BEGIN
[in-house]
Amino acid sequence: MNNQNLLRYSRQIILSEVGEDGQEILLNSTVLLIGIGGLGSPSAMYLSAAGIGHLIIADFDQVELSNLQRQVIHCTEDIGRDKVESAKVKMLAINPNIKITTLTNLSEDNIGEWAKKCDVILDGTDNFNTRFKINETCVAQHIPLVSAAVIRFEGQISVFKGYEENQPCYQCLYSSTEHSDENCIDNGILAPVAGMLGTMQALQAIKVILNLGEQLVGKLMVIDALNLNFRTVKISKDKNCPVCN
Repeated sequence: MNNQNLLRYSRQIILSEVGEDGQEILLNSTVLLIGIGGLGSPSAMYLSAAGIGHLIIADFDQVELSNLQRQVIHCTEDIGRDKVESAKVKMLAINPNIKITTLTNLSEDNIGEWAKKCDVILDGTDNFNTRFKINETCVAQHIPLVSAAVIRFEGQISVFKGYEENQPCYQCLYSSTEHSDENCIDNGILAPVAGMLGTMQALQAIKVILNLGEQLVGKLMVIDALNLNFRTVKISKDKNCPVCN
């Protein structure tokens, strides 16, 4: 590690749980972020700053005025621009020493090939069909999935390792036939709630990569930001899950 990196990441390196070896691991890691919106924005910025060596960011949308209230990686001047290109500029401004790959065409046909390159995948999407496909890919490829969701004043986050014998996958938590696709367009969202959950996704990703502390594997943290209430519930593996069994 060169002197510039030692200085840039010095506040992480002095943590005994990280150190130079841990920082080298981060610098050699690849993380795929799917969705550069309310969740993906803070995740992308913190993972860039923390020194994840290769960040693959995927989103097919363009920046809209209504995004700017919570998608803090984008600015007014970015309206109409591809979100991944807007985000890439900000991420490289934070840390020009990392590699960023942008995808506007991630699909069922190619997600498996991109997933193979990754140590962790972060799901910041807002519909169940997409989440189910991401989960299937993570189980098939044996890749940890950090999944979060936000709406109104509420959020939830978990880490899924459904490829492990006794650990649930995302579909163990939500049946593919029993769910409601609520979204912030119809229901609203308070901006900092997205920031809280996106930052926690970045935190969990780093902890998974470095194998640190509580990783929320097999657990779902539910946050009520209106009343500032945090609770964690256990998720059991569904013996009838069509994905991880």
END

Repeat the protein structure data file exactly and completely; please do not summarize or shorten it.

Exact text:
[in-house]
Amino acid sequence: MNNQNLLRYSRQIILSEVGEDGQEILLNSTVLLIGIGGLGSPSAMYLSAAGIGHLIIADFDQVELSNLQRQVIHCTEDIGRDKVESAKVKMLAINPNIKITTLTNLSEDNIGEWAKKCDVILDGTDNFNTRFKINETCVAQHIPLVSAAVIRFEGQISVFKGYEENQPCYQCLYSSTEHSDENCIDNGILAPVAGMLGTMQALQAIKVILNLGEQLVGKLMVIDALNLNFRTVKISKDKNCPVCN
Repeated sequence: MNNQNLLRYSRQIILSEVGEDGQEILLNSTVLLIGIGGLGSPSAMYLSAAGIGHLIIADFDQVELSNLQRQVIHCTEDIGRDKVESAKVKMLAINPNIKITTLTNLSEDNIGEWAKKCDVILDGTDNFNTRFKINETCVAQHIPLVSAAVIRFEGQISVFKGYEENQPCYQCLYSSTEHSDENCIDNGILAPVAGMLGTMQALQAIKVILNLGEQLVGKLMVIDALNLNFRTVKISKDKNCPVCN
């Protein structure tokens, strides 16, 4: 590690749980972020700053005025621009020493090939069909999935390792036939709630990569930001899950 990196990441390196070896691991890691919106924005910025060596960011949308209230990686001047290109500029401004790959065409046909390159995948999407496909890919490829969701004043986050014998996958938590696709367009969202959950996704990703502390594997943290209430519930593996069994 060169002197510039030692200085840039010095506040992480002095943590005994990280150190130079841990920082080298981060610098050699690849993380795929799917969705550069309310969740993906803070995740992308913190993972860039923390020194994840290769960040693959995927989103097919363009920046809209209504995004700017919570998608803090984008600015007014970015309206109409591809979100991944807007985000890439900000991420490289934070840390020009990392590699960023942008995808506007991630699909069922190619997600498996991109997933193979990754140590962790972060799901910041807002519909169940997409989440189910991401989960299937993570189980098939044996890749940890950090999944979060936000709406109104509420959020939830978990880490899924459904490829492990006794650990649930995302579909163990939500049946593919029993769910409601609520979204912030119809229901609203308070901006900092997205920031809280996106930052926690970045935190969990780093902890998974470095194998640190509580990783929320097999657990779902539910946050009520209106009343500032945090609770964690256990998720059991569904013996009838069509994905991880």